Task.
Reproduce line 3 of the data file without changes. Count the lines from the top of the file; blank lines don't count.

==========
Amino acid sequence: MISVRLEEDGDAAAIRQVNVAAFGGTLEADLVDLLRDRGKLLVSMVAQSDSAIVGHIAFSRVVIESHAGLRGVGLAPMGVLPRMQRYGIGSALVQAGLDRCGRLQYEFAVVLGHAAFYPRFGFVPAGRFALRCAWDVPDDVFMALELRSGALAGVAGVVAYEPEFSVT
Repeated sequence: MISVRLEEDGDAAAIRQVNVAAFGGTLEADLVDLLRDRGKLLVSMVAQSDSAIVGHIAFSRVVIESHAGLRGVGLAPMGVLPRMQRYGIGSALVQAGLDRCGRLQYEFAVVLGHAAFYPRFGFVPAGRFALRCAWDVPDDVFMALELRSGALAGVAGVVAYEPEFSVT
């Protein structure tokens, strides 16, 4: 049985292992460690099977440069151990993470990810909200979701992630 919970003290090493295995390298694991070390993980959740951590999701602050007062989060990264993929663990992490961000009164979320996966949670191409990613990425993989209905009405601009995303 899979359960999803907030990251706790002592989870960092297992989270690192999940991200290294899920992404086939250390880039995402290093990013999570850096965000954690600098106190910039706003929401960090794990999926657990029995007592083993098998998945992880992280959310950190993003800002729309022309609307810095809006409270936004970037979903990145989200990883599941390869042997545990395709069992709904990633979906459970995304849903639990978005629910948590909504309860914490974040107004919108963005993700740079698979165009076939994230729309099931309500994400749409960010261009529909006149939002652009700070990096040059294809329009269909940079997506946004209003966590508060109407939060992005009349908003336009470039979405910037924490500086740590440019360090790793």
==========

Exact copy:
């Protein structure tokens, strides 16, 4: 049985292992460690099977440069151990993470990810909200979701992630 919970003290090493295995390298694991070390993980959740951590999701602050007062989060990264993929663990992490961000009164979320996966949670191409990613990425993989209905009405601009995303 899979359960999803907030990251706790002592989870960092297992989270690192999940991200290294899920992404086939250390880039995402290093990013999570850096965000954690600098106190910039706003929401960090794990999926657990029995007592083993098998998945992880992280959310950190993003800002729309022309609307810095809006409270936004970037979903990145989200990883599941390869042997545990395709069992709904990633979906459970995304849903639990978005629910948590909504309860914490974040107004919108963005993700740079698979165009076939994230729309099931309500994400749409960010261009529909006149939002652009700070990096040059294809329009269909940079997506946004209003966590508060109407939060992005009349908003336009470039979405910037924490500086740590440019360090790793």